A third example comes from the world of the theater.[4] In 2001, Mike Nichols was directing Philip Seymour Hoffman in Anton Chekhov’s famous play The Seagull. However, rehearsals were not going at all well. Nichols was finding Hoffman’s acting methods extremely frustrating. “Phil searches for his performances, and like all great actors how he does it is completely mysterious to me.” In his role as Konstantin, Hoffman was being the very model of inconsistency. “One day he was very loud, one day I couldn’t hear him, one day he wasn’t doing the right blocking [by moving to incorrect stage locations],” Nichols recalled. “I asked what was going on, and Phil said, ‘I have to do all the things I’m not going to ultimately do.’” He did finally refrain from repeating these inapt actions and settled on a set performance—variation-and-selection once again at work with no end in mind.

A final illustration of the Law of Effect comes from performance art.[5] Basil Twist is a 2015 MacArthur ‘genius’ award winner. The puppeteer’s breakthrough performance was a unique dynamic display set to Hector Berlioz’s hallucinatory Symphonie Fantastique. It was a puppet performance that didn’t involve puppets! It involved bubbles, feathers, garbage bags, ribbons, fringes, sparkles, and stenciled designs. Most importantly, its fantastical goings on took place in a giant tank of water! Was this innovative performance devised by Twist’s foresightful planning? Absolutely not!

While on a walk, Twist happened to spot a cracked fish tank in a recycling pile. He took it home, repaired it, filled it with water, and began a series of extemporaneous experiments. He first put a piece of silk on a coat hanger and dragged it through the water. The results encouraged him to buy a much larger tank and various other materials and to set the kinetic festivities to music. After trying different pieces of music, Twist settled on the famous Berlioz work. From a broken fish tank to an innovative pièce de résistance, we again witness variation and selection in action with no end in sight.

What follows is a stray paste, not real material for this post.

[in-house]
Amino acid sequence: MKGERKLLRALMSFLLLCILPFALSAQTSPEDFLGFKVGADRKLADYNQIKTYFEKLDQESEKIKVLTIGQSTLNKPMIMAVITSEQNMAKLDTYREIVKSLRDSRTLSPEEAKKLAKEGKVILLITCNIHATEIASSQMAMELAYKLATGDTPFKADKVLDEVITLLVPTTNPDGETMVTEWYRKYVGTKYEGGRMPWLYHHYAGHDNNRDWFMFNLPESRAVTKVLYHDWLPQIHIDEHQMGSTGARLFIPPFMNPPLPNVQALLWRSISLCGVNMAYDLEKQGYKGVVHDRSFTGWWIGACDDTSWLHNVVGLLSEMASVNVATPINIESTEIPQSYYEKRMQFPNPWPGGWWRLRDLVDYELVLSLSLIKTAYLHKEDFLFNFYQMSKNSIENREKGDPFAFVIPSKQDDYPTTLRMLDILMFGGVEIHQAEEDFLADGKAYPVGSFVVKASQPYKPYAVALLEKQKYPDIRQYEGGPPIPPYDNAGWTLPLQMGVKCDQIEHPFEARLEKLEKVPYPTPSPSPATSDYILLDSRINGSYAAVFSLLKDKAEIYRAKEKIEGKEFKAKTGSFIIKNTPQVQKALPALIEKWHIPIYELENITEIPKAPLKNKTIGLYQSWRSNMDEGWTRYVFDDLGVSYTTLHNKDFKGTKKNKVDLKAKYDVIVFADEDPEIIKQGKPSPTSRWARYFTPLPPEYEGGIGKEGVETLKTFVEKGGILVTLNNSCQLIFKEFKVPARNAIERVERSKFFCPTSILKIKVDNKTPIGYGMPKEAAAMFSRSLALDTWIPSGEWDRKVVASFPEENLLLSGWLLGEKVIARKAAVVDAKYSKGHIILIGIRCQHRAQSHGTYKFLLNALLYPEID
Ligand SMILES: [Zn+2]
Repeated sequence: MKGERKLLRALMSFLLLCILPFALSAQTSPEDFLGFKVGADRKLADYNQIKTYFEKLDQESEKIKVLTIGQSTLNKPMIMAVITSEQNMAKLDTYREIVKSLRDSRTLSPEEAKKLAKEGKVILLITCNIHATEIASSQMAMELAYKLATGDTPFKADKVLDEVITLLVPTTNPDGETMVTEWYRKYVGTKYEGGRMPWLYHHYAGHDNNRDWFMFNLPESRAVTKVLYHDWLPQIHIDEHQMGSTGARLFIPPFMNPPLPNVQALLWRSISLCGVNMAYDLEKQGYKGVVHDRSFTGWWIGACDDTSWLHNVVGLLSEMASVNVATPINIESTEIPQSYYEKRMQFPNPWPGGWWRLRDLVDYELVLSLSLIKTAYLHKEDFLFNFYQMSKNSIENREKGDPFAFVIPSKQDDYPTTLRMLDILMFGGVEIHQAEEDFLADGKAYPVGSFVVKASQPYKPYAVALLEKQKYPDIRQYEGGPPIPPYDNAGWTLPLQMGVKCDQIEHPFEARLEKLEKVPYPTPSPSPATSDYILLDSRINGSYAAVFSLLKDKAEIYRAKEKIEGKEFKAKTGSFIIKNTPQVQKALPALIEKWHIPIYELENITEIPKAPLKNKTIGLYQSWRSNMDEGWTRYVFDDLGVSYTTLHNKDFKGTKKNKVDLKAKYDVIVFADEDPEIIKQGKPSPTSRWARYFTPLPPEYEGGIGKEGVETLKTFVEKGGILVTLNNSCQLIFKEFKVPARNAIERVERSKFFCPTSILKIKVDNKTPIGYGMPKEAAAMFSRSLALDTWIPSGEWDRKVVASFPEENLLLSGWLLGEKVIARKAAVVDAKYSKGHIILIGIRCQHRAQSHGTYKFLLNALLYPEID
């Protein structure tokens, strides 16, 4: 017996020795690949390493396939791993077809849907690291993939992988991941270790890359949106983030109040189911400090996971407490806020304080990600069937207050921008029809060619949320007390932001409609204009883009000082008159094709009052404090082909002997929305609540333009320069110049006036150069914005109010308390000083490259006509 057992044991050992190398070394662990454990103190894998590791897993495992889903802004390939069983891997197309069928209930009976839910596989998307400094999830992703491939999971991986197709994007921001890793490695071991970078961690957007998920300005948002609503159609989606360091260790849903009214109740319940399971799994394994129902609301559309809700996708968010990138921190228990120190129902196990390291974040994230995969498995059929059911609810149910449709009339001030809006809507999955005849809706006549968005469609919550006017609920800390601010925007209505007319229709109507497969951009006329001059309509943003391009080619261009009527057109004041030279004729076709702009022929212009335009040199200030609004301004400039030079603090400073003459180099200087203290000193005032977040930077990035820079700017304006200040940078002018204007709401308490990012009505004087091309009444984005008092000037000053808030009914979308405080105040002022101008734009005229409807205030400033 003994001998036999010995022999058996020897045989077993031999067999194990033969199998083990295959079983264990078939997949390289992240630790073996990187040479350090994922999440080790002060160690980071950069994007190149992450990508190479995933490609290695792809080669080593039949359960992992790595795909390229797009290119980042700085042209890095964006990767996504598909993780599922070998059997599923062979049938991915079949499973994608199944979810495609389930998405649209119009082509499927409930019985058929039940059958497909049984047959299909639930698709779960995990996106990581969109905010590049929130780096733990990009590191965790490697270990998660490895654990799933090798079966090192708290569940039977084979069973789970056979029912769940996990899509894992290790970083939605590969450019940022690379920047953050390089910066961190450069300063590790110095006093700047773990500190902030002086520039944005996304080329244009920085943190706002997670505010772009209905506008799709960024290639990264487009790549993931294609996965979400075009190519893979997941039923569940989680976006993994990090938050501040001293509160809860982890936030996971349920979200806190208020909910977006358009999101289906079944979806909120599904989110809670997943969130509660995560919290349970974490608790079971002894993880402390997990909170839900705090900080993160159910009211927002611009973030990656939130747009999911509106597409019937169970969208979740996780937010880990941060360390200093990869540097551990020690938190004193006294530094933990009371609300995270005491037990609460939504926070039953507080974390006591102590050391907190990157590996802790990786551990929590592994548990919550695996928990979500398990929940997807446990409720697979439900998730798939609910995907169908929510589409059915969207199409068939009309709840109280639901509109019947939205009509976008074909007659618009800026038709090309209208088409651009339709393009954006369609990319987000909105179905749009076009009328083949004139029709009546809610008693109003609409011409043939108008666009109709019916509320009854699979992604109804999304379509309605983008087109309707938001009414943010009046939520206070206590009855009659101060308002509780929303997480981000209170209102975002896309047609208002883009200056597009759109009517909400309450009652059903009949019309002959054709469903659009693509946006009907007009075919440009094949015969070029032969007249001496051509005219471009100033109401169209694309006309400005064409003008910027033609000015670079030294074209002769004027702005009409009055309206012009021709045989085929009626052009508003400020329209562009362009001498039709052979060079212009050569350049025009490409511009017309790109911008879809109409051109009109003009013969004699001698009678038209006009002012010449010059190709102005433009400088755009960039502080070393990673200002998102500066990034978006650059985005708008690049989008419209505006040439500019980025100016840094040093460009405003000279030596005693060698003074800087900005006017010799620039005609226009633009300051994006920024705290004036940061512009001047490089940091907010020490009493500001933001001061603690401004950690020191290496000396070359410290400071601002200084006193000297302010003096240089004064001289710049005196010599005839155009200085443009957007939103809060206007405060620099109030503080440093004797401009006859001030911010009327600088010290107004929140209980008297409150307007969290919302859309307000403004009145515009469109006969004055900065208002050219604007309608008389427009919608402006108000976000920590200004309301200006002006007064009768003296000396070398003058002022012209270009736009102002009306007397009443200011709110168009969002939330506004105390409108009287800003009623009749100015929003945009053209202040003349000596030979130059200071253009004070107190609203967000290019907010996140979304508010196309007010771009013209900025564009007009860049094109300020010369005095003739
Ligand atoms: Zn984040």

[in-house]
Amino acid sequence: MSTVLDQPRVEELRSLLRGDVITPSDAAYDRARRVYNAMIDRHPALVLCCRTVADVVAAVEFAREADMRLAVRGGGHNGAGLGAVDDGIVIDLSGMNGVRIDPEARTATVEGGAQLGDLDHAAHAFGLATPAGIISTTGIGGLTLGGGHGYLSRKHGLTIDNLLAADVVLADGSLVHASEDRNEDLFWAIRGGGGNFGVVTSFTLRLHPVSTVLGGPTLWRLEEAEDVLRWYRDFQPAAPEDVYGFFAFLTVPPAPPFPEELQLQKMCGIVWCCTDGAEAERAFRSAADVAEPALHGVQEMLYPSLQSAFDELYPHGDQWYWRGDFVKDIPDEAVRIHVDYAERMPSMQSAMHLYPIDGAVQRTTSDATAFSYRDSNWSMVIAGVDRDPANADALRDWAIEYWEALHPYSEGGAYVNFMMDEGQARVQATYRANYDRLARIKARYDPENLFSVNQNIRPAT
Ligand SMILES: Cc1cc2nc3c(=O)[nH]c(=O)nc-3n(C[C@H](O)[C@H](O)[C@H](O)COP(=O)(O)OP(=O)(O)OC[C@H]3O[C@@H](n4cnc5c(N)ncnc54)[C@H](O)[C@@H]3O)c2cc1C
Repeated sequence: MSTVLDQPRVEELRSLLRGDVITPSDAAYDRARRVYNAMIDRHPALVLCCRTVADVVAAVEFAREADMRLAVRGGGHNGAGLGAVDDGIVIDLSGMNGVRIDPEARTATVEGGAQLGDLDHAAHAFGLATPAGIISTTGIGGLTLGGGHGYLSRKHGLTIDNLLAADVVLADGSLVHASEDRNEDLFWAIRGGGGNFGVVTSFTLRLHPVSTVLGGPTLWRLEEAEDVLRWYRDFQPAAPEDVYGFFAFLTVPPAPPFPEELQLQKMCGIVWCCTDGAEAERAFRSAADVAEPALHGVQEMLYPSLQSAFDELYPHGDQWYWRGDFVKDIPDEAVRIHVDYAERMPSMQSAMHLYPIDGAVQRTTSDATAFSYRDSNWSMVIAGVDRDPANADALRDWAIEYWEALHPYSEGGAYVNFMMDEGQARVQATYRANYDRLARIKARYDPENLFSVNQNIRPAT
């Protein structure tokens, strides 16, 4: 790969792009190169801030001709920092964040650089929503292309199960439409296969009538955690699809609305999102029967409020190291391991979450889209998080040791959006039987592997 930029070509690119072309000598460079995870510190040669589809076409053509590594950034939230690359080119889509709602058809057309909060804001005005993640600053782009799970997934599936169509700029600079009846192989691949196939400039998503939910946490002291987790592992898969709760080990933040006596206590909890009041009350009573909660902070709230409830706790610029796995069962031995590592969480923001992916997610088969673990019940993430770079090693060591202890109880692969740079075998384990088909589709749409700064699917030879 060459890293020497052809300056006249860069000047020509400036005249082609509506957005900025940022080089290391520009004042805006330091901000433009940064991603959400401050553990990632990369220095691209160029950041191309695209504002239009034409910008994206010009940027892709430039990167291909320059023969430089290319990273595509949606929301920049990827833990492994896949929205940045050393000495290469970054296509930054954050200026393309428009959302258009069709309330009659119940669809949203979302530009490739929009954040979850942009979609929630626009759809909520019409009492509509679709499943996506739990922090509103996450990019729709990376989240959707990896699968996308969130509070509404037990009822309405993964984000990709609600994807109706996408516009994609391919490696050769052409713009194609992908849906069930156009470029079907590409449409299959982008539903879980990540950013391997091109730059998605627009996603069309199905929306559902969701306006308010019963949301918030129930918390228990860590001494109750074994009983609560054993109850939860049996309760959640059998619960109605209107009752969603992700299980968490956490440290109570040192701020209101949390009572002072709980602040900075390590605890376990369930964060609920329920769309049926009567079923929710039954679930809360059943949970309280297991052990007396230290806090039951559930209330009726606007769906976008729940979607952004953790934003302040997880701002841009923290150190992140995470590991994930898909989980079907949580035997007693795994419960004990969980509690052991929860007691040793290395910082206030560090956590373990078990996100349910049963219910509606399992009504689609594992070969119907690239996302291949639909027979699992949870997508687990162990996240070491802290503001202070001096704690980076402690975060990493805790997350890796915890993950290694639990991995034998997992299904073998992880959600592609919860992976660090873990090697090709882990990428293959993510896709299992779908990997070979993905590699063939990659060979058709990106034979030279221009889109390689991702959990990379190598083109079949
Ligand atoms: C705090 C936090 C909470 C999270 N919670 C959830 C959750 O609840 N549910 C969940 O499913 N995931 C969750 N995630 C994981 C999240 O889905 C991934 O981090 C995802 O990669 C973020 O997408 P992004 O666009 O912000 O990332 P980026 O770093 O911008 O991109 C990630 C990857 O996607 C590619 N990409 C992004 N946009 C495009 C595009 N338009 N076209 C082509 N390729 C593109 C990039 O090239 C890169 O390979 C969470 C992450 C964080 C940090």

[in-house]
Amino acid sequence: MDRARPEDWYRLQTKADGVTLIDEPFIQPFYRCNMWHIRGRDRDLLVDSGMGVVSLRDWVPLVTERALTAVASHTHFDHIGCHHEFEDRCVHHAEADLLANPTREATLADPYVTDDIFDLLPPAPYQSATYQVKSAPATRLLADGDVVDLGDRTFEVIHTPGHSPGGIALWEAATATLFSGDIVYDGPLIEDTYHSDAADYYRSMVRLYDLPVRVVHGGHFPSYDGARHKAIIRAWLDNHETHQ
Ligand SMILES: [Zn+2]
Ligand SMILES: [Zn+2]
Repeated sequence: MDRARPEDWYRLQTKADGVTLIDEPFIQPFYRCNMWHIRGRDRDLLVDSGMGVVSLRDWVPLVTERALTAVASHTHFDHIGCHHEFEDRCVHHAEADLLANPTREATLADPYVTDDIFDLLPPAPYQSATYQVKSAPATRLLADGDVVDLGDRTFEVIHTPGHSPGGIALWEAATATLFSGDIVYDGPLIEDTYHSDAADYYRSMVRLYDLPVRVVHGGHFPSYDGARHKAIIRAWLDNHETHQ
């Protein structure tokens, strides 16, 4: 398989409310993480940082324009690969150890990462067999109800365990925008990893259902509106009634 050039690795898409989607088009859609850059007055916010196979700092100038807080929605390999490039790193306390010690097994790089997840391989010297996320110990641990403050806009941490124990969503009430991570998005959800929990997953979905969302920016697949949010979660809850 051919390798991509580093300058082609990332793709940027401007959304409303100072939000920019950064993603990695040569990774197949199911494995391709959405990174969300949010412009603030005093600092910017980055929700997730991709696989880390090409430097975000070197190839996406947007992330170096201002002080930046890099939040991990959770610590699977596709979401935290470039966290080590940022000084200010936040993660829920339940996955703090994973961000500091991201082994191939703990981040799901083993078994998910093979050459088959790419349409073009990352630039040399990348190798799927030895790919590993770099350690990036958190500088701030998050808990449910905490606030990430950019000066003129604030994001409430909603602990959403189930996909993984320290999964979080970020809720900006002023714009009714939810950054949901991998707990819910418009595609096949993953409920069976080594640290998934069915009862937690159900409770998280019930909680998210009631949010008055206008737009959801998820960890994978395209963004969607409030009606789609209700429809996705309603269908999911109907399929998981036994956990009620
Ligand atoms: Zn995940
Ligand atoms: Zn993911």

Is the selectionist approach to human behavior and invention I have been advocating of broad generality? How similar are the processes of variation and selection in the evolution of species to those involved in the evolution of behavior and its products? Is there no role at all for insight, creativity, and genius? It is still too soon to hazard firm answers to these profound questions. However, it is not too soon to explore them with the best empirical methods that behavioral science and neuroscience have at their disposal.

Orthodoxy holds that the things we make and do must have emerged by premeditation—by design. To that claim, we might ultimately have to reply: “Bye design!”

References

[1] Wasserman, E. A., & Cullen, P. (2016). Evolution of the violin: The Law of Effect in action. Journal of Experimental Psychology: Animal Learning and Cognition, 42, 116-122. http://dx.doi.org/10.1037/xan0000086.

[2] Nia, H. T., Jain, A. D., Liu, Y., Alam, M.-R., Barnas, R., & Makris, N. C. (2015). The evolution of air resonance power efficiency in the violin and its ancestors. Proceedings of the Royal Society of London. Series A, 471, 20140905. http://dx.doi.org/10.1098/rspa.2014.0905.

[3] Meyer, R. How to write a Golden Globe-nominated song with Google. The Atlantic, January, 9, 2016.

[4] Healy, P. Searching for the Life of a Salesman. The New York Times, March 8, 2012.

[5] Acocella, J. Puppet love. The New Yorker, April 15, 2013.